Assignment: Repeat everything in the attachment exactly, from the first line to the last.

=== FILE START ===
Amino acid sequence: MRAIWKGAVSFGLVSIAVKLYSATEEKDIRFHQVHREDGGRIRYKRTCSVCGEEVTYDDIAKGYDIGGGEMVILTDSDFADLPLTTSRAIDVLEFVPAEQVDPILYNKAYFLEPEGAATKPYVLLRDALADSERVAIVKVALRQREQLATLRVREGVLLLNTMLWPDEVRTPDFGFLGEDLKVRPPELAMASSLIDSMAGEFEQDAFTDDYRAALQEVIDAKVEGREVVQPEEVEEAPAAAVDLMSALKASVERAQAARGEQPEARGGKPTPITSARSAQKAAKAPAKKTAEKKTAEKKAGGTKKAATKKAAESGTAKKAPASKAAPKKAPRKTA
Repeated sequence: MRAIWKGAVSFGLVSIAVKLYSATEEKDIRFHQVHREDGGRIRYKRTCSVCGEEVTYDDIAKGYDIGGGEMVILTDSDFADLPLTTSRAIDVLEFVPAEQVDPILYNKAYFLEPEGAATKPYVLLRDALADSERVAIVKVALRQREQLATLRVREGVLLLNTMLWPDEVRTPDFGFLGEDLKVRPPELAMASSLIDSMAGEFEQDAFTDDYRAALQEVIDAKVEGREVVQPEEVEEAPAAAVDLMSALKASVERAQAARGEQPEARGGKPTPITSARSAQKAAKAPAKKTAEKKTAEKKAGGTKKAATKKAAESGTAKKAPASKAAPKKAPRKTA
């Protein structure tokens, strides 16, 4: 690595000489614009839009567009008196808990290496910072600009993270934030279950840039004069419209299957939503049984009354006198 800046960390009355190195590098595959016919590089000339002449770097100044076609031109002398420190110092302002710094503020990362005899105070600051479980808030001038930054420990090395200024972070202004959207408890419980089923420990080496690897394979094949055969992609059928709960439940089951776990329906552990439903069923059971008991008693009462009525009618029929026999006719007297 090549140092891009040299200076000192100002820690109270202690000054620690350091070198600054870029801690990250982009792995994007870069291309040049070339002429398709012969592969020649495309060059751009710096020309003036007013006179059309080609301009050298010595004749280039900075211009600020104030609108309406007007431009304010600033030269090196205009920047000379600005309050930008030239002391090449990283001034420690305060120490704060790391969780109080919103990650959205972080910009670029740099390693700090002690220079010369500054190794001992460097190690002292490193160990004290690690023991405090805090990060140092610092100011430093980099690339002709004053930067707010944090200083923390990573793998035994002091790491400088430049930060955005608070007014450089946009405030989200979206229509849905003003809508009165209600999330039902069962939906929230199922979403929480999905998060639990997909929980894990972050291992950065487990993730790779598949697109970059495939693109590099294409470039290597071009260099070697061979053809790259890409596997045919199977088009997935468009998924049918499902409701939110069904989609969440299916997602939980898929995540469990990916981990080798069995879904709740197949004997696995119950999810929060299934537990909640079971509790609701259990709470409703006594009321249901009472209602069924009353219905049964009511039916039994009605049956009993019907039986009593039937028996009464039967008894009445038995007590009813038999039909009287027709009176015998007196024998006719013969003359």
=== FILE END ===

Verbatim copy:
Amino acid sequence: MRAIWKGAVSFGLVSIAVKLYSATEEKDIRFHQVHREDGGRIRYKRTCSVCGEEVTYDDIAKGYDIGGGEMVILTDSDFADLPLTTSRAIDVLEFVPAEQVDPILYNKAYFLEPEGAATKPYVLLRDALADSERVAIVKVALRQREQLATLRVREGVLLLNTMLWPDEVRTPDFGFLGEDLKVRPPELAMASSLIDSMAGEFEQDAFTDDYRAALQEVIDAKVEGREVVQPEEVEEAPAAAVDLMSALKASVERAQAARGEQPEARGGKPTPITSARSAQKAAKAPAKKTAEKKTAEKKAGGTKKAATKKAAESGTAKKAPASKAAPKKAPRKTA
Repeated sequence: MRAIWKGAVSFGLVSIAVKLYSATEEKDIRFHQVHREDGGRIRYKRTCSVCGEEVTYDDIAKGYDIGGGEMVILTDSDFADLPLTTSRAIDVLEFVPAEQVDPILYNKAYFLEPEGAATKPYVLLRDALADSERVAIVKVALRQREQLATLRVREGVLLLNTMLWPDEVRTPDFGFLGEDLKVRPPELAMASSLIDSMAGEFEQDAFTDDYRAALQEVIDAKVEGREVVQPEEVEEAPAAAVDLMSALKASVERAQAARGEQPEARGGKPTPITSARSAQKAAKAPAKKTAEKKTAEKKAGGTKKAATKKAAESGTAKKAPASKAAPKKAPRKTA
């Protein structure tokens, strides 16, 4: 690595000489614009839009567009008196808990290496910072600009993270934030279950840039004069419209299957939503049984009354006198 800046960390009355190195590098595959016919590089000339002449770097100044076609031109002398420190110092302002710094503020990362005899105070600051479980808030001038930054420990090395200024972070202004959207408890419980089923420990080496690897394979094949055969992609059928709960439940089951776990329906552990439903069923059971008991008693009462009525009618029929026999006719007297 090549140092891009040299200076000192100002820690109270202690000054620690350091070198600054870029801690990250982009792995994007870069291309040049070339002429398709012969592969020649495309060059751009710096020309003036007013006179059309080609301009050298010595004749280039900075211009600020104030609108309406007007431009304010600033030269090196205009920047000379600005309050930008030239002391090449990283001034420690305060120490704060790391969780109080919103990650959205972080910009670029740099390693700090002690220079010369500054190794001992460097190690002292490193160990004290690690023991405090805090990060140092610092100011430093980099690339002709004053930067707010944090200083923390990573793998035994002091790491400088430049930060955005608070007014450089946009405030989200979206229509849905003003809508009165209600999330039902069962939906929230199922979403929480999905998060639990997909929980894990972050291992950065487990993730790779598949697109970059495939693109590099294409470039290597071009260099070697061979053809790259890409596997045919199977088009997935468009998924049918499902409701939110069904989609969440299916997602939980898929995540469990990916981990080798069995879904709740197949004997696995119950999810929060299934537990909640079971509790609701259990709470409703006594009321249901009472209602069924009353219905049964009511039916039994009605049956009993019907039986009593039937028996009464039967008894009445038995007590009813038999039909009287027709009176015998007196024998006719013969003359």